Not as cool as your foldout cover for Sisterworld, guys.

I’m going to start this review with a disclaimer: Results May Vary. This album will not be for everybody, a fact probably made obvious when you take into account the fact the band used balloons, dripping water, foil and small metal figures as instruments. This isn’t as pretentious as it sounds, or as encapsulating a set of restrictions as Hecate and Venetian Snare’s Nymphomatriarch – an album created solely from sounds generated by the two of them bumping uglies and as the booklet charmingly puts “inserting microphones.”

Heading backwards through the news on their website ( to March and earlier will take you to a series of disjointed videos documenting the albums creation. The resultant sound is so heavily processed that the final result is very far removed from it’s source. In  this way you can appreciate the album in a very real sense, not just simply nodding your head, scratching your beard and nodding “mmm… clever” as you might be wont to do with slightly more abstract albums like Amon Tobin’s ISAM. It comes as a stark contrast to their previous album Sisterworld – a loud raucous, guitar-driven affair that was in turns violent and mournful. This album instead is concerned largely with an electronic sound – primarily that of the Warp catalog. It’s also a lot quieter and introspective.

The closest companion to this album would be Radiohead’s Kid A, a similarly divergent electronic affair, but while Kid A took comfort in warm synths and a very organised, quantised way of writing and recording (except with the noticeably unhinged National Anthem) WIXIW instead feels chaotic and oppressive. Off-kilter rhythms and unsettling drones lie just below the calm surface. The opening track shimmers along warm synths then slowly introduces a slinky bassline, very much in the Radiohead vein, but keeps adding extra ideas. The album as a whole works much the same way, slowly piling on layers of dread and taking you further and further away from that calming beginning. In some ways it also has a sibling in Portishead’s stunning Third. Liar’s lead single No.1 Against the Rush lifts off with an arpeggiating synthline that brings to mind the 80’s apocalyptic film-esque The Rip. It also shares Third‘s penchance for oppressive spellbinding rhythms, but Liar’s are not new to that game.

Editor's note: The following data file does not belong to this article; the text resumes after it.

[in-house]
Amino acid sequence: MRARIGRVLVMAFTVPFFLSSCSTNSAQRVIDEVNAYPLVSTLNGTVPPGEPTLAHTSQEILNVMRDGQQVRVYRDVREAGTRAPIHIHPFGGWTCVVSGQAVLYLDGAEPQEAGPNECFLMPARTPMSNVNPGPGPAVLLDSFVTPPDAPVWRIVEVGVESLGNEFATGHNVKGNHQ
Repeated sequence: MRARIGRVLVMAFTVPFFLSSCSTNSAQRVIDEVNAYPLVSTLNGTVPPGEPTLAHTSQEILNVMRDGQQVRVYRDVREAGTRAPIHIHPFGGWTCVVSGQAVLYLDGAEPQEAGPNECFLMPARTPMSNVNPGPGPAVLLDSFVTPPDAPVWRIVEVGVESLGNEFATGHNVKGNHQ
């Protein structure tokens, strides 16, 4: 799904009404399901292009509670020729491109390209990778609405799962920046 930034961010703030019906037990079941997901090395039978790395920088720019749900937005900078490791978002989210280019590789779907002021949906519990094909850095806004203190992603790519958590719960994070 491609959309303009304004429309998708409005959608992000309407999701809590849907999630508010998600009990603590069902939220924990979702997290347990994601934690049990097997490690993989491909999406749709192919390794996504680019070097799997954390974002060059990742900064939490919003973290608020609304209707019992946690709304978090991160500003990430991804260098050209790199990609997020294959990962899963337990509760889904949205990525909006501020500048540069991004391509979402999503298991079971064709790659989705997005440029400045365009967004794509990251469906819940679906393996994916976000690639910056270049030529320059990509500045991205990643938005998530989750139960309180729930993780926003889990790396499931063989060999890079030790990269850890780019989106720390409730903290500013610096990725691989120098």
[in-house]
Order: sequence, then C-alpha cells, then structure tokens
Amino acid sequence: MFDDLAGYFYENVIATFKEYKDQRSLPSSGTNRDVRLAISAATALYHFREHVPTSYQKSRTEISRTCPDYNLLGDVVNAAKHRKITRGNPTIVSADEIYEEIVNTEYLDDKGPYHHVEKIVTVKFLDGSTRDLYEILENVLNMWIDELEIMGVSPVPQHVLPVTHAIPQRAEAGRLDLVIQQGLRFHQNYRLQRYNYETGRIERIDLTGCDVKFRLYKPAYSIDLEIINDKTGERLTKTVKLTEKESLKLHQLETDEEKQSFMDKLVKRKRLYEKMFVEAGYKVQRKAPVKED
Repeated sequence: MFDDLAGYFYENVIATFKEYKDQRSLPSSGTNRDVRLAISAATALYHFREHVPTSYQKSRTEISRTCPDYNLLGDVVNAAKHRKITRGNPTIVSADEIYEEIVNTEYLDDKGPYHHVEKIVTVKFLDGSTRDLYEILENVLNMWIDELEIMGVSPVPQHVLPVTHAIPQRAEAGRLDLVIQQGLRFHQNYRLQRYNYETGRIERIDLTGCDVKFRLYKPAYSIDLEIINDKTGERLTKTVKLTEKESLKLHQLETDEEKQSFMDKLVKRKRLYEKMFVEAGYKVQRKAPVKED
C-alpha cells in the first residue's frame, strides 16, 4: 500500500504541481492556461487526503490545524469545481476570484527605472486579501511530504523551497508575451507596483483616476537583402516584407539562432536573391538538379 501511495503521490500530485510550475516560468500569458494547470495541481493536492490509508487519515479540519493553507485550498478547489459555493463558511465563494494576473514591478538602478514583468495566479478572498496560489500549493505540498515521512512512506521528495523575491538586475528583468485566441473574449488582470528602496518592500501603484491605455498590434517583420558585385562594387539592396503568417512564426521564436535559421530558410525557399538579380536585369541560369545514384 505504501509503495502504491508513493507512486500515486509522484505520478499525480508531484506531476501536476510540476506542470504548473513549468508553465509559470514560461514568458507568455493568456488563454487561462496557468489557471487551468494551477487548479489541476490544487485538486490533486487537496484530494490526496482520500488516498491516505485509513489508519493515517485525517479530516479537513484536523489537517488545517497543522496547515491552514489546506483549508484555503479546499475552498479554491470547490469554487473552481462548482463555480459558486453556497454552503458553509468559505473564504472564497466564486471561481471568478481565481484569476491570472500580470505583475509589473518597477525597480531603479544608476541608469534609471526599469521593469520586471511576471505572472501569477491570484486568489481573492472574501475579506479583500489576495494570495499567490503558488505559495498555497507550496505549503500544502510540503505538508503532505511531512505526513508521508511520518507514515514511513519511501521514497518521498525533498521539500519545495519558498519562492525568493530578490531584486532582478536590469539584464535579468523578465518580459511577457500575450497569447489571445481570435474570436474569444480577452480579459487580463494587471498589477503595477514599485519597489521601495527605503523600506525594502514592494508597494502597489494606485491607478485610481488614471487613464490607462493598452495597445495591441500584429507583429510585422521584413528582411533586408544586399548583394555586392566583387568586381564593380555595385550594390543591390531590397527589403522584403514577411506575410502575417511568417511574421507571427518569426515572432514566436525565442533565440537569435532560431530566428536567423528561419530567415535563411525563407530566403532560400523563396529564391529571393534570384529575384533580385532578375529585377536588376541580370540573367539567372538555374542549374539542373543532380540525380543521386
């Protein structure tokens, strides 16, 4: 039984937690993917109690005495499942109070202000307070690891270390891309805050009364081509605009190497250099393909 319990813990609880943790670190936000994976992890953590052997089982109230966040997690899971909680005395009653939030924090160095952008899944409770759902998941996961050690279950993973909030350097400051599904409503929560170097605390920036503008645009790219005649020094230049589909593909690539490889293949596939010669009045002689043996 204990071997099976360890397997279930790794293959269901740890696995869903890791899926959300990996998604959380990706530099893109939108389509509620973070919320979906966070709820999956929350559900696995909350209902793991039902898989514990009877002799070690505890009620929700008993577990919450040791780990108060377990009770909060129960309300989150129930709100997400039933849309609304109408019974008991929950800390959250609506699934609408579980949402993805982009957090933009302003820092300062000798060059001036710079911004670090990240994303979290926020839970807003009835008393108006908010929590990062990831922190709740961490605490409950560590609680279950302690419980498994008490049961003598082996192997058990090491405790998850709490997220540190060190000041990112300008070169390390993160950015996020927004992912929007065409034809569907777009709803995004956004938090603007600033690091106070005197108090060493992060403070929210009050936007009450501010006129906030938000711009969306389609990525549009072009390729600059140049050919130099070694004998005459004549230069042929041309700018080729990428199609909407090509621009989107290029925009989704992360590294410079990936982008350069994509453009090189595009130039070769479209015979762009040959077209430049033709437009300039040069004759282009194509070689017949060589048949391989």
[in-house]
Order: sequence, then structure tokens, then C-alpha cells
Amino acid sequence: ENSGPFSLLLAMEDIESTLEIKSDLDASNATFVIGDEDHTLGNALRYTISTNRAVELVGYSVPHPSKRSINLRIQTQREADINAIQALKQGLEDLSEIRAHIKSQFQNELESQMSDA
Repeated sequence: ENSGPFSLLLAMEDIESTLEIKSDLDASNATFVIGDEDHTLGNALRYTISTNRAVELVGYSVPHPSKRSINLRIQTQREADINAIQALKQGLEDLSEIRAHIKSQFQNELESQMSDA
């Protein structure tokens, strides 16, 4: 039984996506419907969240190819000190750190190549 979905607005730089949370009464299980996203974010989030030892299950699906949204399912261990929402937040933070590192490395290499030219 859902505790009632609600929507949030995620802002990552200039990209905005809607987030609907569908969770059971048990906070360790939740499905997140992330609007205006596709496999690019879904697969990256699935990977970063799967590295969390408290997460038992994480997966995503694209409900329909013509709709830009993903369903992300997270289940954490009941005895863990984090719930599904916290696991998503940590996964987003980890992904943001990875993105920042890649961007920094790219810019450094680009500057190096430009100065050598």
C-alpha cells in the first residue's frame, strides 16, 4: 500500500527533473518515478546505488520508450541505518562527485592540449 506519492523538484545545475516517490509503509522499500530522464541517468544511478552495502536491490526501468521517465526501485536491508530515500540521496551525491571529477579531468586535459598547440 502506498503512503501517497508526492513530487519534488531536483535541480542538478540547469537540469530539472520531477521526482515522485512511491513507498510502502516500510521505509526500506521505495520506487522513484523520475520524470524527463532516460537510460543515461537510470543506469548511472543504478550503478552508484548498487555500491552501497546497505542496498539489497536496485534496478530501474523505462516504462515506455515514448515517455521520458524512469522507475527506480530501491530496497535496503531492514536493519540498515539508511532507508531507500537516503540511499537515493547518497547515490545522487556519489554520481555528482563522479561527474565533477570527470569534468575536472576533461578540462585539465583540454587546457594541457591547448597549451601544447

Within Liars own oeuvre, WIXIW feels most at home with Drum’s Not Dead, a creepy droning album built around heavily processed drum sounds – but a great deal quieter, and a little more diverse. Drum’s Not Dead was fantastically hypnotic but slightly one note (not a slight against it.) WIXIW however tries it’s digital hands at a variety of styles in the vein of their self titled album but never feels as forced.

Liars have always been very good at articulating an almost prehistoric reactionary anger in their music, quite often feeling like some sort of primal pagan ritual. This undercurrent continues unabated in WIXIW, but has been pushed under the surface. While their album They Were Wrong, So We Drowned delighted in overpowering bombastic rhythms and repeated screams of “BLOOD, BLOOD, BLOOD, BLOOD,” WIXIW casts everything with a growing sense of unease and confusion. The righteous anger that burst the seams of their previous album Sisterworld wide open has been replaced by the anxious flailing of somebody who doesn’t quite know his place in the world any more. “Teach me how to be a person” mourns singer Angus Andrew on Flood to Flood. A lot of the lyrics are dealing with worries for the future and confusion in general.

It is quite subdued (particularly in comparison to older albums) but I don’t think this hampers it. Some people might find it a little boring as it’s lacking the Loud/Quiet” formula of dynamics so prevalent in modern music and is also quite minimalistic in terms of instrumentation. That said, I do consider it to be an excellent album, and definitely a grower, much like their previous work. I’m not sure it’s their best work, but it might be their most accessible, and for that reason I might suggest this as a starting point before leaping backwards.